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Teach Dance Around the World

Earn Money While You’re Making Friends

By Laura Higgins Florand

In the November/December 2001 issue of Transitions Abroad I wrote about the wonderful experience of learning dance around the world. If you are interested in dance, you might be ready to pursue this exceptional means of making contact with the local culture while you make a little money at the same time. Teaching dance can be a convenient supplement to your income. Although this article is specific to dance, as it is based on my experience, many of the ideas can be applied to other sports and skills (music lessons, for example). I know of a woman who moved to the Bahamas two years ago and is making a living as an aerobics and yoga instructor. An inspiration to us all!

Teaching a class or two a week can easily bring in the equivalent of a few hundred dollars a month. Since you are often paid in cash you usually won’t need a work visa. Perhaps more importantly, this physical sharing of culture usually leads to a friendly and relaxed rapport between instructor and classmates, making it easy to form friendships.

First some general advice based upon my own experience:

It makes sense to go to Spain to study flamenco, but it will take you at least 10 years of intense study to get away with teaching it there. You would do better to spend your time there, training intensively and then teach classes once you are back in your home town.

Creating a niche is often easier than competing for an already established one. In large cities there always seems to be room for one more, but a small town might have room for only one or two Middle Eastern dance teachers. Again, perhaps you would do better to take lessons from these better-qualified teachers and pass on what you learn from them later, when you are living somewhere else. Try your best not to feed into any rivalry. If you can make friends with local dance teachers, they can help you.

Fair or not, "native" dance teachers have the edge. So while swing or salsa might seem ordinary where you live now, people where you’re going might love to study these dances with you.

My own dance teaching experience is in Europe and European-influenced parts of the world. Other regions can be much more conservative. Before you start teaching Tahitian dance in a small town in Yemen, consider whether this will earn you a reputation that could be uncomfortable.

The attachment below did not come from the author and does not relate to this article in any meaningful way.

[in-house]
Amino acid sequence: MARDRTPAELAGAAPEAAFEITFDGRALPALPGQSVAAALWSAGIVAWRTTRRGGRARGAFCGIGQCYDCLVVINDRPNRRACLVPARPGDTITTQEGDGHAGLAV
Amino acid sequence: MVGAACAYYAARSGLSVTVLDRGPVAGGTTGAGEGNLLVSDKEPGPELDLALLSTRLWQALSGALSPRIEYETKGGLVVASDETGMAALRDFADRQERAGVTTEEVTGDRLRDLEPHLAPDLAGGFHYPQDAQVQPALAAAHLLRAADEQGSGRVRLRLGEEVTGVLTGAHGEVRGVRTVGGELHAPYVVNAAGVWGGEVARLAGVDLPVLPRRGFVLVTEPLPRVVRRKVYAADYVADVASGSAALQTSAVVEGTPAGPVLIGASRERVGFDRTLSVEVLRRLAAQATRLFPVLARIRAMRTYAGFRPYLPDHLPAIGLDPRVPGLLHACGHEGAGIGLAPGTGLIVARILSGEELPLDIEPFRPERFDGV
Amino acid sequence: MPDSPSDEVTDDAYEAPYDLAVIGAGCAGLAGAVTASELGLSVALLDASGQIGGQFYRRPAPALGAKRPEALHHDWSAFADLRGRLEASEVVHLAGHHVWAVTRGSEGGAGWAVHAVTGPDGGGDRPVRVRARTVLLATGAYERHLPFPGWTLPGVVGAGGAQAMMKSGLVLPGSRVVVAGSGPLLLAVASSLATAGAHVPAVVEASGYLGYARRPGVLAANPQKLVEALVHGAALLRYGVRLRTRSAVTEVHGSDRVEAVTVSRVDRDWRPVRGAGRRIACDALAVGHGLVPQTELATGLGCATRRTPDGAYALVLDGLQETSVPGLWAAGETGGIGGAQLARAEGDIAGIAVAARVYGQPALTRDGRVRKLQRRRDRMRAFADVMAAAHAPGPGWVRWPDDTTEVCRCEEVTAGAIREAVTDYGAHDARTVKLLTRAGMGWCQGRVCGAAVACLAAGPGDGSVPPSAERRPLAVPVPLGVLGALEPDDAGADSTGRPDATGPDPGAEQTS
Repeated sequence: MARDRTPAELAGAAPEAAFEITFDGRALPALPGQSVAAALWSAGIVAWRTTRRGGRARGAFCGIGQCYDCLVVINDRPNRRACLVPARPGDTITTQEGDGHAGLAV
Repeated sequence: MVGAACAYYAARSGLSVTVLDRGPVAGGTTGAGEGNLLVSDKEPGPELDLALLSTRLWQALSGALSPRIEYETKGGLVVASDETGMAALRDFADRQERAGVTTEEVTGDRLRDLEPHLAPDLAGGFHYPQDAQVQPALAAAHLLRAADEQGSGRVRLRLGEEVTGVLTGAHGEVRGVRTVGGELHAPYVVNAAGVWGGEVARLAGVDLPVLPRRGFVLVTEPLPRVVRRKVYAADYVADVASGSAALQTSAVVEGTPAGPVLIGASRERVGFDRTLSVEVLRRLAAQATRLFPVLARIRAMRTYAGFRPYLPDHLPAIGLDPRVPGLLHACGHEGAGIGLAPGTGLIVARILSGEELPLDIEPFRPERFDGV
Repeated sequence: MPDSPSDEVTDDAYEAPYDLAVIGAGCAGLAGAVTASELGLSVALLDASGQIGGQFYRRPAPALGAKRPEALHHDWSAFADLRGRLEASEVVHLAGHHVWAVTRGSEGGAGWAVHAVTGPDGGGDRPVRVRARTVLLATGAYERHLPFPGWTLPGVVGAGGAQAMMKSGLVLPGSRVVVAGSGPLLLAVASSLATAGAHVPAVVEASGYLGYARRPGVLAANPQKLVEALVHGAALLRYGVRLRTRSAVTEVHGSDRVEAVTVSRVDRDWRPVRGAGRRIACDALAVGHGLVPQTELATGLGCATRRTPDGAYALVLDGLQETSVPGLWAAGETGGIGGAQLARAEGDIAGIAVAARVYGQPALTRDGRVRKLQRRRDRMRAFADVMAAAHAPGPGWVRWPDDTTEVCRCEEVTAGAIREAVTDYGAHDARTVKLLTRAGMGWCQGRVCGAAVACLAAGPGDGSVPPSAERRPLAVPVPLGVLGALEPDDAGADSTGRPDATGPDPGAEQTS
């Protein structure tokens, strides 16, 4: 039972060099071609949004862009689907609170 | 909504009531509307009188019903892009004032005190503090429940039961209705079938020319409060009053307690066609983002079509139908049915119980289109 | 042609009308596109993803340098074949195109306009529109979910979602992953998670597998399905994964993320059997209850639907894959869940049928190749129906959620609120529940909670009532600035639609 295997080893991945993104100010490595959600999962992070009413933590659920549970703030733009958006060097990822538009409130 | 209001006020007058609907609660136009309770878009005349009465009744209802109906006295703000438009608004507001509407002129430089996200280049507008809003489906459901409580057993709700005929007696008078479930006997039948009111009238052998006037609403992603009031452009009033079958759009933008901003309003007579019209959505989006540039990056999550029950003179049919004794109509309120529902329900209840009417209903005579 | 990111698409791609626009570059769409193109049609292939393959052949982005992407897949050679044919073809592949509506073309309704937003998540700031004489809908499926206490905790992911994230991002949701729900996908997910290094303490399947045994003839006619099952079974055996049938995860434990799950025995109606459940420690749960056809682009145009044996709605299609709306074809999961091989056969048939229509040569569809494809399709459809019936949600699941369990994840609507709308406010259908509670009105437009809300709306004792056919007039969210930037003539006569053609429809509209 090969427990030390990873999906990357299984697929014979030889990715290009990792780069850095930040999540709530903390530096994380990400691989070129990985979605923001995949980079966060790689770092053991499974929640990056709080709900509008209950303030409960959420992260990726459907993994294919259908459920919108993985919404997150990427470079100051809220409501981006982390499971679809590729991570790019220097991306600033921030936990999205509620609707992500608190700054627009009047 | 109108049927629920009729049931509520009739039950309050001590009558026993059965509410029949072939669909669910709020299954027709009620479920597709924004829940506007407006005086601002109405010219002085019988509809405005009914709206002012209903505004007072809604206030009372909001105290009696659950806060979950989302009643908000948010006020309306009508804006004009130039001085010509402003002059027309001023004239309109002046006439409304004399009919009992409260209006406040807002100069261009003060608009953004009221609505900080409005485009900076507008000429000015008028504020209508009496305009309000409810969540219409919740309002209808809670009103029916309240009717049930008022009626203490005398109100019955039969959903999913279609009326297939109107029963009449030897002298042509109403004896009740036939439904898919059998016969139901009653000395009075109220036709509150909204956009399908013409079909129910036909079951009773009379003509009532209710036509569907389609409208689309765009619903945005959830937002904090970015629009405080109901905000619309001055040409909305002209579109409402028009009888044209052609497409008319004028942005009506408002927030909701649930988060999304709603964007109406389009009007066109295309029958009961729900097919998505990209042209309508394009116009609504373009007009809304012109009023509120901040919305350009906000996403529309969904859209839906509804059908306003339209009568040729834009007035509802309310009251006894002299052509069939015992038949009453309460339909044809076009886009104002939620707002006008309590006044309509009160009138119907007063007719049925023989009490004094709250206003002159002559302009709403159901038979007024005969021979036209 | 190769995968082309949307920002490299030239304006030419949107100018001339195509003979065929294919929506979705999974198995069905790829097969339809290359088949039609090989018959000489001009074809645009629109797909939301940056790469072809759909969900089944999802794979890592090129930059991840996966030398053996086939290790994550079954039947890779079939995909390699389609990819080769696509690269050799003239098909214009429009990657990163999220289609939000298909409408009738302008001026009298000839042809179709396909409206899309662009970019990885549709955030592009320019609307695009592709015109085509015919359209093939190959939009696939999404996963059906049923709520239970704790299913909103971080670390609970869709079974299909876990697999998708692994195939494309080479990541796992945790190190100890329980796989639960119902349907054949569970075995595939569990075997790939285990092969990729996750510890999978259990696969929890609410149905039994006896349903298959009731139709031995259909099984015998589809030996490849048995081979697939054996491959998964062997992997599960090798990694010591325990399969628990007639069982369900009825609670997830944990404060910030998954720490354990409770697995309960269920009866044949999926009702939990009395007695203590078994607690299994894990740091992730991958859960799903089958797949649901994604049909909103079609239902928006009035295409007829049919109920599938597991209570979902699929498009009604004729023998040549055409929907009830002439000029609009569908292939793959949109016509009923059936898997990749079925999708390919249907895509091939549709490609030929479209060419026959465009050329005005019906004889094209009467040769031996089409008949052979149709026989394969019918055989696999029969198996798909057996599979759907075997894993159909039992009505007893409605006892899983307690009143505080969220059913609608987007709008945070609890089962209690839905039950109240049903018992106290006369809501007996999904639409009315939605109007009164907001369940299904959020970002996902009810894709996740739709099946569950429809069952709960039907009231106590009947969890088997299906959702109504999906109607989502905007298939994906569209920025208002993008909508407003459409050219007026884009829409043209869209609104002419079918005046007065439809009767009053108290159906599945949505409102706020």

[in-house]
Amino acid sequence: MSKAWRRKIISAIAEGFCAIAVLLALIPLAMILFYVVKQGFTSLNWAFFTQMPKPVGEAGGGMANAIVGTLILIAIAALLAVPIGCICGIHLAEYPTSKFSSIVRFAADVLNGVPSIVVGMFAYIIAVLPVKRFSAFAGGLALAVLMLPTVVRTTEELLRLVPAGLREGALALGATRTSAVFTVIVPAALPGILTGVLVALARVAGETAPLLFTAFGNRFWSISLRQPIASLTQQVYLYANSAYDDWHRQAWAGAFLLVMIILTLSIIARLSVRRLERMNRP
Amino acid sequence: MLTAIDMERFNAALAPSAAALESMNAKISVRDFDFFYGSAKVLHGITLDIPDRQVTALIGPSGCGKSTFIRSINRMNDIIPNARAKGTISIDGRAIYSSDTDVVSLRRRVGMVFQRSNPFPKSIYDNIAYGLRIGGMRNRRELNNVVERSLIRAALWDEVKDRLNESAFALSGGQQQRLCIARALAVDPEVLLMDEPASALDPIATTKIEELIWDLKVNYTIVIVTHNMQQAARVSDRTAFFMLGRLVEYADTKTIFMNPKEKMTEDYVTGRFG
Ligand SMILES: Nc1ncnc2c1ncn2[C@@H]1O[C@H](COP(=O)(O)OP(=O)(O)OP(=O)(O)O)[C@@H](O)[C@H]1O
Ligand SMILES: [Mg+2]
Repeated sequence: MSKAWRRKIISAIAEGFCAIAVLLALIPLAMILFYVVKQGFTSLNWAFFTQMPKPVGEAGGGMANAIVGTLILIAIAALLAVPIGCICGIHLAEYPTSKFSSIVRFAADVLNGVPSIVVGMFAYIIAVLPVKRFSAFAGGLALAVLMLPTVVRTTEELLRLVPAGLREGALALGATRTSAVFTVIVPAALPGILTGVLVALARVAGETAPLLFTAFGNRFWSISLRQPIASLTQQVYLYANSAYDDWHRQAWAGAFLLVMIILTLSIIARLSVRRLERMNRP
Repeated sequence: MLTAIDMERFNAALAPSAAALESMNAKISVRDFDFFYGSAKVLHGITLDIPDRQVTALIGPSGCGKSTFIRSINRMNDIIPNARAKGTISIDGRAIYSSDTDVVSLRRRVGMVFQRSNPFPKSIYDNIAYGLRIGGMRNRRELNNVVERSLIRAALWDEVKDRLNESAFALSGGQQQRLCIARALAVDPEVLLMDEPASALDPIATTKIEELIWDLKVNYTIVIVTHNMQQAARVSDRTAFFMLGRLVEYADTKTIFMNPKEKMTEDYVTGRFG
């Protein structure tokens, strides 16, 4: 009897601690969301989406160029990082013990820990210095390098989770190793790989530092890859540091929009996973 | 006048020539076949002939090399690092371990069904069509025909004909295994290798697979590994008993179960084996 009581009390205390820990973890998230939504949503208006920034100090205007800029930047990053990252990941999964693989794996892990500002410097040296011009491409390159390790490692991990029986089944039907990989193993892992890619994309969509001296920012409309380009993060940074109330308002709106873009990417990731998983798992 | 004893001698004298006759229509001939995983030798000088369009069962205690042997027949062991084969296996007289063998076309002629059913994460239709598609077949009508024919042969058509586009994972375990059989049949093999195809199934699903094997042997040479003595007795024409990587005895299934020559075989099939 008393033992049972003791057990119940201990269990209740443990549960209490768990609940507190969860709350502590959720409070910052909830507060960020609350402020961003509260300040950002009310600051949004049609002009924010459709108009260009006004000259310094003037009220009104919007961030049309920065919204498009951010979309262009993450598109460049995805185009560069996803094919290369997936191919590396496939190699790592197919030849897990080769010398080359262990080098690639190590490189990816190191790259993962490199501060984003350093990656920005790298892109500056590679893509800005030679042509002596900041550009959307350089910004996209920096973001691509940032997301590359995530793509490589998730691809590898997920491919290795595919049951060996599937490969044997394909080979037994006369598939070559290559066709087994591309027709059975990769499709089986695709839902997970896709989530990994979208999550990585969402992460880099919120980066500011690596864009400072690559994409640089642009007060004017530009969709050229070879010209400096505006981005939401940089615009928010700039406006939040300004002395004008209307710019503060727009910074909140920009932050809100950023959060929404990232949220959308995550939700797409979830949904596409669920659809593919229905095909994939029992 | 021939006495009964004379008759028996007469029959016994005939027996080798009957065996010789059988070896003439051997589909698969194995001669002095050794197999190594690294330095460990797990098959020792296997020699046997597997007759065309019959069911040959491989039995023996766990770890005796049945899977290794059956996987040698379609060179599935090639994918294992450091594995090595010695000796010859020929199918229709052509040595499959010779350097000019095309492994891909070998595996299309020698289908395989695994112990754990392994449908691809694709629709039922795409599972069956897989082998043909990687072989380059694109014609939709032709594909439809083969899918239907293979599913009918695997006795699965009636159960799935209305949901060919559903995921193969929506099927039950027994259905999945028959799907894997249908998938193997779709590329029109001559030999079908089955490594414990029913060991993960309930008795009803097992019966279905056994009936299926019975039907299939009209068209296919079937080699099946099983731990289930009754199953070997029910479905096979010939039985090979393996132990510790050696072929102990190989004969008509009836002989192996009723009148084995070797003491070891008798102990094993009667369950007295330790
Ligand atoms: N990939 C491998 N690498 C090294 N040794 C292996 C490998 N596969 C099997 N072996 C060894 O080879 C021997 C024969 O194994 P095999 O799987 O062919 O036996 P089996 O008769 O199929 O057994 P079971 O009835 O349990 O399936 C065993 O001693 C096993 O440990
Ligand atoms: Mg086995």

How to Get Started

Contact all the local dance studios, gyms, and arts centers or the local equivalents and compare times and offers. Some studios pay only an hourly rate (which may be fine, if you expect very few students); others offer a percentage of student fees; others ask you to pay a set rate for renting the studio space but any fees you can bring in are yours. The times available will affect how much money you earn (the best start time is generally about a half hour after most people get off work).

• Think creatively in terms of venues for your classes. Schools and student residences often let their space be used for classes when they don’t need it, and many are actually eager to offer this type of extracurricular activity. I’ve taught classes in a university residence in Paris, where I was given the space for free, and I’ve attended classes taught in restaurants on nights when the restaurant was closed. But if it’s not a dance studio, it’s up to you to talk them into it and to publicize your course.

• Print up flyers and business cards and post them or pass them out every chance you get, even in unlikely places. Obvious places include gyms, dance clubs, arts and sports centers, universities, artsy cafés.

• Keep alert for events or restaurants at which you can perform. Even if you perform for free, as is often the case at small festivals, it’s your best means of advertising. Restaurants should pay you a set fee as well as allow you to keep all tips, but that depends on your negotiation skills. Remember that just because a restaurant already has dancers every weekend doesn’t mean it might not need more.

• Don’t forget other dance teachers as a resource. People who study one dance are likely to be interested in others. Many Tahitian dance students have been referred to me by Middle Eastern dance teachers who know me because I have taken their classes.

• Send press releases to the local newspapers, which often are hungry for colorful local interest pieces. And make sure to include some eye-catching photos.

Finally, do not count on dance instruction as your only source of income. How much you will earn is hard to predict. Above all, you’re doing it because you love it and love meeting new people in the culture in which you have chosen to live and explore.

LAURA HIGGINS FLORAND trained in Tahitian and Hawaiian dance while a Fulbright scholar in French Polynesia. She has taught these dance forms in Spain, France, and the U.S. She now teaches French at Duke Univ. but continues to give classes in Polynesian dance as well.

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